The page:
|Oracle v Google - Judge limits scope of trial|
|Written by Sue Gee|
|Friday, 06 May 2011|
Judge William Alsup has come up with his decision about what constitutes a triable number of claims in the Oracle's patent litigation against Google - and his limit is three!
Having asked for the two sides in the Oracle versus Google lawsuit to submit proposals to reduce the number of claims to a "triable number" (see Further moves in Oracle versus Google lawsuit), the judge handling the case decided not to accept either side's numbers but instead has issued an order that the number of claims from Oracle be reduced from the current 132 to just three and that the number of prior art references Google uses to demonstrate the invalidity of the claims be reduced from "hundreds" to eight.
Moreover the order states:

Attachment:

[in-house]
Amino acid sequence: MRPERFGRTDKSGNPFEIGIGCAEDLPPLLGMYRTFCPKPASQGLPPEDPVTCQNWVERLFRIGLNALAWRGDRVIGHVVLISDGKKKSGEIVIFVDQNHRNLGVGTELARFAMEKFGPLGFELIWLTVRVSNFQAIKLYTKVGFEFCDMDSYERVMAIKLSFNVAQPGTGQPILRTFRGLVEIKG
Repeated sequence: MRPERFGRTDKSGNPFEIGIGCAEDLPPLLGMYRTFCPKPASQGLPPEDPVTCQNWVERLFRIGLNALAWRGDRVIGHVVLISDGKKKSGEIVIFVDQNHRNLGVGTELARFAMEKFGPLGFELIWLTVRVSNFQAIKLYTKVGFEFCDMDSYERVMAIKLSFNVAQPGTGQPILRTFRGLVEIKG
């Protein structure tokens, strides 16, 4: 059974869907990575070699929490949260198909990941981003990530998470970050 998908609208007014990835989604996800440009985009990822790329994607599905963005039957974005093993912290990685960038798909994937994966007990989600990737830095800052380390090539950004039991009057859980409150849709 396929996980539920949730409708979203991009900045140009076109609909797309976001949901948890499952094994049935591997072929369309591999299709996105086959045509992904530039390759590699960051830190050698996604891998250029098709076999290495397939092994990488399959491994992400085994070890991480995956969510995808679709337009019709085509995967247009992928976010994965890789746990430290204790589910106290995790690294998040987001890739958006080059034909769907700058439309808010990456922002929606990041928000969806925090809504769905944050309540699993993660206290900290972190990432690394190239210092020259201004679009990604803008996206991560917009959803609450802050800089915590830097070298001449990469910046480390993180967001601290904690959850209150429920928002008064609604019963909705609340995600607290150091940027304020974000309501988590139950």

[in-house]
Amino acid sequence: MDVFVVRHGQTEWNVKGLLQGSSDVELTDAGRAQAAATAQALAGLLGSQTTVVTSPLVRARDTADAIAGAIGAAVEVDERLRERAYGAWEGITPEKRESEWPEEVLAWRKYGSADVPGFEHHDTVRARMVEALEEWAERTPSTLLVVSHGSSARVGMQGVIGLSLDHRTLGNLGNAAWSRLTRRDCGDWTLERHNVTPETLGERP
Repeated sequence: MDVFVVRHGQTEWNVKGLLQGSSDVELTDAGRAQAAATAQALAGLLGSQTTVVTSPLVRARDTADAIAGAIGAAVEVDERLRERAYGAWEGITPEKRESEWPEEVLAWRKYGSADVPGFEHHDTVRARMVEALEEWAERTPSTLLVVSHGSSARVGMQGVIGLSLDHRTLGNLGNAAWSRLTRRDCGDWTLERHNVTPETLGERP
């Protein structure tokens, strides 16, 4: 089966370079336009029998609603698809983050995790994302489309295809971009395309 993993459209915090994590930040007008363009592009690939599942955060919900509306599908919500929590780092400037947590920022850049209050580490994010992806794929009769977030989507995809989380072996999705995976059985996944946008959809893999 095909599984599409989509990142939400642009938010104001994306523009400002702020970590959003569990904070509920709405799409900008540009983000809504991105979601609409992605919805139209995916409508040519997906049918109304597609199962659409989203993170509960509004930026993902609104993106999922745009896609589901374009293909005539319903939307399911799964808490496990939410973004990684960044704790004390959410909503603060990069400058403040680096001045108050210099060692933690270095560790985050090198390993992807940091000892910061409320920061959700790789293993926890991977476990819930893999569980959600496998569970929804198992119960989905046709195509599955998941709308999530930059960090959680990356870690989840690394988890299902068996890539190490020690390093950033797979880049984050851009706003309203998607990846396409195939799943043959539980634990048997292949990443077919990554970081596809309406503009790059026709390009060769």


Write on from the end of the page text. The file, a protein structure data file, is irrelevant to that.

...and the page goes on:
Oracle will surrender all of its present infringement claims against Google based on the 129 asserted claims that will not be tried. Oracle may not renew those infringement claims in a subsequent action except as to new products.
His order dated May 3 gives a three-step timetable:
The two parties are able to file a critique of the schedule but again the judge has set limits - 5-pages, double spaced, twelve-point Times New Roman font, no footnotes, and no attachments.
Although the trial "remains set to begin on October 31", the Judge does have a question about timing, responding to the information disclosed to him during last week's claim construction hearing that the U.S. Patent and Trademark Office (PTO) has agreed to Goggle's request for a re-examination of Oracle's Java patents. At the end of the order he asks the question:
If our trial were postponed until after the inter partes reexaminations, to what extent would the results there possibly moot out the need for a trial here?
and requests that both parties comment.
While it is too soon for Android developers to conclude the threat has passed, this order has to suggest cautious optimism. As Groklaw comments:
I've been trying to tell you that wild predictions of Android's doom from this case were, as Mark Twain put it, premature. Was I right or was I right?
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